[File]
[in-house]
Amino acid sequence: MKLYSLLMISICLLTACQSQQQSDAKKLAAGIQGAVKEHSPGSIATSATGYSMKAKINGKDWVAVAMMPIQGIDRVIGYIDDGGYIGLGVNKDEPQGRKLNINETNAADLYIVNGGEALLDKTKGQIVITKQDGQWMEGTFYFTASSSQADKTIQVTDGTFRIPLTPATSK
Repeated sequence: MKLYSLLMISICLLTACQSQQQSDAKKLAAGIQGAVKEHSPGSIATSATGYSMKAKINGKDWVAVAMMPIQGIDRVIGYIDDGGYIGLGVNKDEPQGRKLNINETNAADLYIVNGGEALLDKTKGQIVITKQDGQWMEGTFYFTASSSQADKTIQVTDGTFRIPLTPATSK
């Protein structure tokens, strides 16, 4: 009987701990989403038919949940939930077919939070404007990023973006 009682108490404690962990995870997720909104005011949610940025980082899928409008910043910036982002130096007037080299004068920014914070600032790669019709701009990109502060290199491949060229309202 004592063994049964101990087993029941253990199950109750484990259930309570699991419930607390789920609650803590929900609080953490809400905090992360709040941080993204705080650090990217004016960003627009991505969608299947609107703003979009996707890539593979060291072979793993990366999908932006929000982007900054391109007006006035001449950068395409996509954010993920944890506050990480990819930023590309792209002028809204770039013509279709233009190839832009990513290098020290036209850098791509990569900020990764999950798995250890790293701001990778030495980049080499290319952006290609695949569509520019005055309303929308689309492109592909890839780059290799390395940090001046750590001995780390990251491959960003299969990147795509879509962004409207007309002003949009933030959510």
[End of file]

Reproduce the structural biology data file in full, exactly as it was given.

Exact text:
[in-house]
Amino acid sequence: MKLYSLLMISICLLTACQSQQQSDAKKLAAGIQGAVKEHSPGSIATSATGYSMKAKINGKDWVAVAMMPIQGIDRVIGYIDDGGYIGLGVNKDEPQGRKLNINETNAADLYIVNGGEALLDKTKGQIVITKQDGQWMEGTFYFTASSSQADKTIQVTDGTFRIPLTPATSK
Repeated sequence: MKLYSLLMISICLLTACQSQQQSDAKKLAAGIQGAVKEHSPGSIATSATGYSMKAKINGKDWVAVAMMPIQGIDRVIGYIDDGGYIGLGVNKDEPQGRKLNINETNAADLYIVNGGEALLDKTKGQIVITKQDGQWMEGTFYFTASSSQADKTIQVTDGTFRIPLTPATSK
């Protein structure tokens, strides 16, 4: 009987701990989403038919949940939930077919939070404007990023973006 009682108490404690962990995870997720909104005011949610940025980082899928409008910043910036982002130096007037080299004068920014914070600032790669019709701009990109502060290199491949060229309202 004592063994049964101990087993029941253990199950109750484990259930309570699991419930607390789920609650803590929900609080953490809400905090992360709040941080993204705080650090990217004016960003627009991505969608299947609107703003979009996707890539593979060291072979793993990366999908932006929000982007900054391109007006006035001449950068395409996509954010993920944890506050990480990819930023590309792209002028809204770039013509279709233009190839832009990513290098020290036209850098791509990569900020990764999950798995250890790293701001990778030495980049080499290319952006290609695949569509520019005055309303929308689309492109592909890839780059290799390395940090001046750590001995780390990251491959960003299969990147795509879509962004409207007309002003949009933030959510």